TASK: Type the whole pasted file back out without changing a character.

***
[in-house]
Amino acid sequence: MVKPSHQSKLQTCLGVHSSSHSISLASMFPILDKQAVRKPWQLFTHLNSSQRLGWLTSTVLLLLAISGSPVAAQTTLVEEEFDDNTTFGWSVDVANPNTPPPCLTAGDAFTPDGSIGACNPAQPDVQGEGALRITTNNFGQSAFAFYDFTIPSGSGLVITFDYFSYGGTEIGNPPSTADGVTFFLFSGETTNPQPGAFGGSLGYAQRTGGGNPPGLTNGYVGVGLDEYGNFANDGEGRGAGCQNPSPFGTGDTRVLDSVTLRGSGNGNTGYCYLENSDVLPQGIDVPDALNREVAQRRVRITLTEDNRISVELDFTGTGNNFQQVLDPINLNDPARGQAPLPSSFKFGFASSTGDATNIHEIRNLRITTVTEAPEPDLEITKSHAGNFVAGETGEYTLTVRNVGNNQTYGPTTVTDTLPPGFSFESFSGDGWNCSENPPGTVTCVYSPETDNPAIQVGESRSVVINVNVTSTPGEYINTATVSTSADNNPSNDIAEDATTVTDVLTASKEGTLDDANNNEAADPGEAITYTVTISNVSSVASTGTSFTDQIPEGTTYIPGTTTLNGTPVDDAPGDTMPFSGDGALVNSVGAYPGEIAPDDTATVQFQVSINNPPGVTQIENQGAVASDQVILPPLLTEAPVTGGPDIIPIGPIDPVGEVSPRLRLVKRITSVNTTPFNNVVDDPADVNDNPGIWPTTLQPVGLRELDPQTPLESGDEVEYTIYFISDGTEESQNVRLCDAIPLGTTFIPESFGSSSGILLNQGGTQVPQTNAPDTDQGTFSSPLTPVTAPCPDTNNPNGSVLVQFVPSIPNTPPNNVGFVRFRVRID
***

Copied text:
[in-house]
Amino acid sequence: MVKPSHQSKLQTCLGVHSSSHSISLASMFPILDKQAVRKPWQLFTHLNSSQRLGWLTSTVLLLLAISGSPVAAQTTLVEEEFDDNTTFGWSVDVANPNTPPPCLTAGDAFTPDGSIGACNPAQPDVQGEGALRITTNNFGQSAFAFYDFTIPSGSGLVITFDYFSYGGTEIGNPPSTADGVTFFLFSGETTNPQPGAFGGSLGYAQRTGGGNPPGLTNGYVGVGLDEYGNFANDGEGRGAGCQNPSPFGTGDTRVLDSVTLRGSGNGNTGYCYLENSDVLPQGIDVPDALNREVAQRRVRITLTEDNRISVELDFTGTGNNFQQVLDPINLNDPARGQAPLPSSFKFGFASSTGDATNIHEIRNLRITTVTEAPEPDLEITKSHAGNFVAGETGEYTLTVRNVGNNQTYGPTTVTDTLPPGFSFESFSGDGWNCSENPPGTVTCVYSPETDNPAIQVGESRSVVINVNVTSTPGEYINTATVSTSADNNPSNDIAEDATTVTDVLTASKEGTLDDANNNEAADPGEAITYTVTISNVSSVASTGTSFTDQIPEGTTYIPGTTTLNGTPVDDAPGDTMPFSGDGALVNSVGAYPGEIAPDDTATVQFQVSINNPPGVTQIENQGAVASDQVILPPLLTEAPVTGGPDIIPIGPIDPVGEVSPRLRLVKRITSVNTTPFNNVVDDPADVNDNPGIWPTTLQPVGLRELDPQTPLESGDEVEYTIYFISDGTEESQNVRLCDAIPLGTTFIPESFGSSSGILLNQGGTQVPQTNAPDTDQGTFSSPLTPVTAPCPDTNNPNGSVLVQFVPSIPNTPPNNVGFVRFRVRID